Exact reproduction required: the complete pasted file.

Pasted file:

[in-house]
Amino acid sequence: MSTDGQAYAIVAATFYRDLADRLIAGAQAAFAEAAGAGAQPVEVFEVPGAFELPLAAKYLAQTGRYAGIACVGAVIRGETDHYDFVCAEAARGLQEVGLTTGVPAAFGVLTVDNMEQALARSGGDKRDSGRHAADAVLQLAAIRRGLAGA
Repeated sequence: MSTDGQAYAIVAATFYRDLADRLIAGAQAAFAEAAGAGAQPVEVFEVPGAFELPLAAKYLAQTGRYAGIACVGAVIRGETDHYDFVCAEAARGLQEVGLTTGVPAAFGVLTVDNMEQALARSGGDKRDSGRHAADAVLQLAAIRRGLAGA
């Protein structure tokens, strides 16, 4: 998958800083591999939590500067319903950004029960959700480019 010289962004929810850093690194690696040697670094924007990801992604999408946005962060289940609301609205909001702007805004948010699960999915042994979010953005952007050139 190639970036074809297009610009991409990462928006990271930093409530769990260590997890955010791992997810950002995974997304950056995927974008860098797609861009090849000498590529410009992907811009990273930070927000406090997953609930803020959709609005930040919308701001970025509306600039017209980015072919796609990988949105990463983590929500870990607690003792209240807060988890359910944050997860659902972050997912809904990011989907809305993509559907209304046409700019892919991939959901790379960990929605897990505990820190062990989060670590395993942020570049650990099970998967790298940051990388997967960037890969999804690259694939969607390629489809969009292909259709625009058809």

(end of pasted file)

[in-house]
Amino acid sequence: MSTDGQAYAIVAATFYRDLADRLIAGAQAAFAEAAGAGAQPVEVFEVPGAFELPLAAKYLAQTGRYAGIACVGAVIRGETDHYDFVCAEAARGLQEVGLTTGVPAAFGVLTVDNMEQALARSGGDKRDSGRHAADAVLQLAAIRRGLAGA
Repeated sequence: MSTDGQAYAIVAATFYRDLADRLIAGAQAAFAEAAGAGAQPVEVFEVPGAFELPLAAKYLAQTGRYAGIACVGAVIRGETDHYDFVCAEAARGLQEVGLTTGVPAAFGVLTVDNMEQALARSGGDKRDSGRHAADAVLQLAAIRRGLAGA
């Protein structure tokens, strides 16, 4: 998958800083591999939590500067319903950004029960959700480019 010289962004929810850093690194690696040697670094924007990801992604999408946005962060289940609301609205909001702007805004948010699960999915042994979010953005952007050139 190639970036074809297009610009991409990462928006990271930093409530769990260590997890955010791992997810950002995974997304950056995927974008860098797609861009090849000498590529410009992907811009990273930070927000406090997953609930803020959709609005930040919308701001970025509306600039017209980015072919796609990988949105990463983590929500870990607690003792209240807060988890359910944050997860659902972050997912809904990011989907809305993509559907209304046409700019892919991939959901790379960990929605897990505990820190062990989060670590395993942020570049650990099970998967790298940051990388997967960037890969999804690259694939969607390629489809969009292909259709625009058809």